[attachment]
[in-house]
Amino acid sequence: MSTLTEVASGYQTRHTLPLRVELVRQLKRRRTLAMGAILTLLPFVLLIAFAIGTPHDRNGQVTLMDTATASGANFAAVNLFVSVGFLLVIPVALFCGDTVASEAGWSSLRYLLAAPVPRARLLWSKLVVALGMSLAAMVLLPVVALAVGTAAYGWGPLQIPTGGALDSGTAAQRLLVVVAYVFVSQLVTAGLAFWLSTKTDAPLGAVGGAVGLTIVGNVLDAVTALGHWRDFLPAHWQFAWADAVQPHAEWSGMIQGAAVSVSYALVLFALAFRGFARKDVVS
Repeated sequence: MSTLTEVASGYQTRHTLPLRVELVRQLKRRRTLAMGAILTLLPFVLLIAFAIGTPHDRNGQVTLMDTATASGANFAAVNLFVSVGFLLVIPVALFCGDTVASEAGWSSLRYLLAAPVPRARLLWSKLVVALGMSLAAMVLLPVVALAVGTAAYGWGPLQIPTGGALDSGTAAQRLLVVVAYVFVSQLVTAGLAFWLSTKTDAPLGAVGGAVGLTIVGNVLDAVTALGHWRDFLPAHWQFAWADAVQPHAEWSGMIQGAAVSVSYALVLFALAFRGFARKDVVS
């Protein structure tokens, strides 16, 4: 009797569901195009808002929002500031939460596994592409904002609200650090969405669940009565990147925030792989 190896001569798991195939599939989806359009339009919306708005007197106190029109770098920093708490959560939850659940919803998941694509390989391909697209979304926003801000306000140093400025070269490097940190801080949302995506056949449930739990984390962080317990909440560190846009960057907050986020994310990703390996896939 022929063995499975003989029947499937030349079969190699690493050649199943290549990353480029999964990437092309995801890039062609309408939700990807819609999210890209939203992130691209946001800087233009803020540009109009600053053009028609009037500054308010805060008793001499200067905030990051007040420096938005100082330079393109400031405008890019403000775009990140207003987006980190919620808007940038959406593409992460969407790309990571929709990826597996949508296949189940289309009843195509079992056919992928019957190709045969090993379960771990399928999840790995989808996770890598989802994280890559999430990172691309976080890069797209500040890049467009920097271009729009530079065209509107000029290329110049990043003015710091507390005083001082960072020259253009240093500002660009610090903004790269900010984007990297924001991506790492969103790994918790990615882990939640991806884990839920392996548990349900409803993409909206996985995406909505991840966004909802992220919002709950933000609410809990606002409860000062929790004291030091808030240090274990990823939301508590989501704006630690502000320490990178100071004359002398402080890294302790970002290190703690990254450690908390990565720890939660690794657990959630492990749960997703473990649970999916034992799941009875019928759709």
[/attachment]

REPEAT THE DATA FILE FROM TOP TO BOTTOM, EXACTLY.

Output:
[in-house]
Amino acid sequence: MSTLTEVASGYQTRHTLPLRVELVRQLKRRRTLAMGAILTLLPFVLLIAFAIGTPHDRNGQVTLMDTATASGANFAAVNLFVSVGFLLVIPVALFCGDTVASEAGWSSLRYLLAAPVPRARLLWSKLVVALGMSLAAMVLLPVVALAVGTAAYGWGPLQIPTGGALDSGTAAQRLLVVVAYVFVSQLVTAGLAFWLSTKTDAPLGAVGGAVGLTIVGNVLDAVTALGHWRDFLPAHWQFAWADAVQPHAEWSGMIQGAAVSVSYALVLFALAFRGFARKDVVS
Repeated sequence: MSTLTEVASGYQTRHTLPLRVELVRQLKRRRTLAMGAILTLLPFVLLIAFAIGTPHDRNGQVTLMDTATASGANFAAVNLFVSVGFLLVIPVALFCGDTVASEAGWSSLRYLLAAPVPRARLLWSKLVVALGMSLAAMVLLPVVALAVGTAAYGWGPLQIPTGGALDSGTAAQRLLVVVAYVFVSQLVTAGLAFWLSTKTDAPLGAVGGAVGLTIVGNVLDAVTALGHWRDFLPAHWQFAWADAVQPHAEWSGMIQGAAVSVSYALVLFALAFRGFARKDVVS
């Protein structure tokens, strides 16, 4: 009797569901195009808002929002500031939460596994592409904002609200650090969405669940009565990147925030792989 190896001569798991195939599939989806359009339009919306708005007197106190029109770098920093708490959560939850659940919803998941694509390989391909697209979304926003801000306000140093400025070269490097940190801080949302995506056949449930739990984390962080317990909440560190846009960057907050986020994310990703390996896939 022929063995499975003989029947499937030349079969190699690493050649199943290549990353480029999964990437092309995801890039062609309408939700990807819609999210890209939203992130691209946001800087233009803020540009109009600053053009028609009037500054308010805060008793001499200067905030990051007040420096938005100082330079393109400031405008890019403000775009990140207003987006980190919620808007940038959406593409992460969407790309990571929709990826597996949508296949189940289309009843195509079992056919992928019957190709045969090993379960771990399928999840790995989808996770890598989802994280890559999430990172691309976080890069797209500040890049467009920097271009729009530079065209509107000029290329110049990043003015710091507390005083001082960072020259253009240093500002660009610090903004790269900010984007990297924001991506790492969103790994918790990615882990939640991806884990839920392996548990349900409803993409909206996985995406909505991840966004909802992220919002709950933000609410809990606002409860000062929790004291030091808030240090274990990823939301508590989501704006630690502000320490990178100071004359002398402080890294302790970002290190703690990254450690908390990565720890939660690794657990959630492990749960997703473990649970999916034992799941009875019928759709």